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These animals are of such use, or rather necessity, in the east, that the creation of a species so wonderfully adapted to those countries is a very proper instance, to an Arabian, of the power and wisdom of God.

Some, however, think the clouds, (which the original word ibl also signifies,) are here intended; the heaven being mentioned immediately after.

Or, Except him who shall turn back, and be an infidel: and God shall also punish him, &c. By which exception some suppose that power is here given to Mohammed to chastise obstinate infidels and apostates.

Some are of opinion this chapter was revealed at Medina.

That is, The ten nights of Dhu'lhajja, or the tenth of that month, (whence some understand the day-break mentioned just before, of the morning of that day, or of the preceding;) or the nights of the 10th of Moharram; or as others rather think, the 10th, 11th, and 12th of Dhu'lhajja. All which are days peculiarly sacred among the Mohammedans.

d These words are variously interpreted. Some understand thereby all things in general; some, all created beings, (which are said to have been created by pairs, or of two kinds,) and the creator, who is single: some of the primum mobile, and the other orbs; some, of the constellations, and the planets; some, of the nights before mentioned, taken either together or singly; and some, of the day of slaying the victims, (the 10th of Dhu'lhajja,) and of the day of Arafat, which is the day before, &c. 5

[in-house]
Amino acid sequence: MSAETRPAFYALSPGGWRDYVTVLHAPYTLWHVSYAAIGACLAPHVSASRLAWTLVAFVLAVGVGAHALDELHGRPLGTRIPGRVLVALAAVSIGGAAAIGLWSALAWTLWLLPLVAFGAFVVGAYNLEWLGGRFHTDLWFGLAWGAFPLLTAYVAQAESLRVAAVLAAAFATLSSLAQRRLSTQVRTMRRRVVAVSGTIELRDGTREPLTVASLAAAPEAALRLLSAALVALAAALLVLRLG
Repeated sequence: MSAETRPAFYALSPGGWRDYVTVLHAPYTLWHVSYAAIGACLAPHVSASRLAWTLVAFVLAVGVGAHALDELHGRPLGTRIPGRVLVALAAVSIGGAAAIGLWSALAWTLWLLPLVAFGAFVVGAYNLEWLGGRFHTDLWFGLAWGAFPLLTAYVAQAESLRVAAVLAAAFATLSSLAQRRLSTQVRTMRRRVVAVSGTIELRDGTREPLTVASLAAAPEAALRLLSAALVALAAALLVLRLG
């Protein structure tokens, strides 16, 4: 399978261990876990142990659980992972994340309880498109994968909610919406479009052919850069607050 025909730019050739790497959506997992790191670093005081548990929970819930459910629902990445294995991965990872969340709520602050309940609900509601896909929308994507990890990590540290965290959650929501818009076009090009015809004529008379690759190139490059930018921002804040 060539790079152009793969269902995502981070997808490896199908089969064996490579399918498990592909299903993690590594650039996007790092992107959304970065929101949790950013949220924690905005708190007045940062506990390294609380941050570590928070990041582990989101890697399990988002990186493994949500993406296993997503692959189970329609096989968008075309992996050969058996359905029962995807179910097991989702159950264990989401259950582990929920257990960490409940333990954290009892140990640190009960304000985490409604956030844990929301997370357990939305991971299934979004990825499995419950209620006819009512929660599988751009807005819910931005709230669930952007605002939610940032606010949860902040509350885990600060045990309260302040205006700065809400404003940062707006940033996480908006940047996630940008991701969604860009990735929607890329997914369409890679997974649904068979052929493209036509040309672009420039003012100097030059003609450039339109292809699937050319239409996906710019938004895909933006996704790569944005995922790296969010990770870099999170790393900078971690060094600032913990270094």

"By the union and the separation."-Savary.

Irem was the name of the territory or city of the Adites, and of the garden mentioned in the next note; which were so called from Irem, or Aram, the grandfather of Ad, their progenitor. Some think Aram himself to be here meant, and his name to be added to signify the ancient Adites, his immediate descendants, and to distinguish them from the latter tribe of that name: but the adjective and relative joined to the word are, in the original, of the feminine gender, which seems to contradict this opinion.


Or pillars. Some imagine these words are used to express the great size and strength of the old Adites; 7 and then they should be translated, who were of enor mous stature. But the more exact commentators take the passage to relate to the sumptuous palace and delightful gardens built and made by Sheddâd the son of Ad. For they say Ad left two sons, Sheddâd and Sheddîd, who reigned jointly after his decease, and extended their power over the greater part of the world: but Sheddid dying, his brother became sole monarch; who, having heard of the celestial paradise, made a garden, in imitation thereof, in the deserts of Aden, and called it Irem, after the name of his great-grandfather: when it was finished, he set out, with a great attendance, to • Al Zamakh. 8

4 See chap. 51, p. 424. See the Prelim. Disc. p. 5.

• Al Beidâwi, Jallalo'ddin. 7 lidem.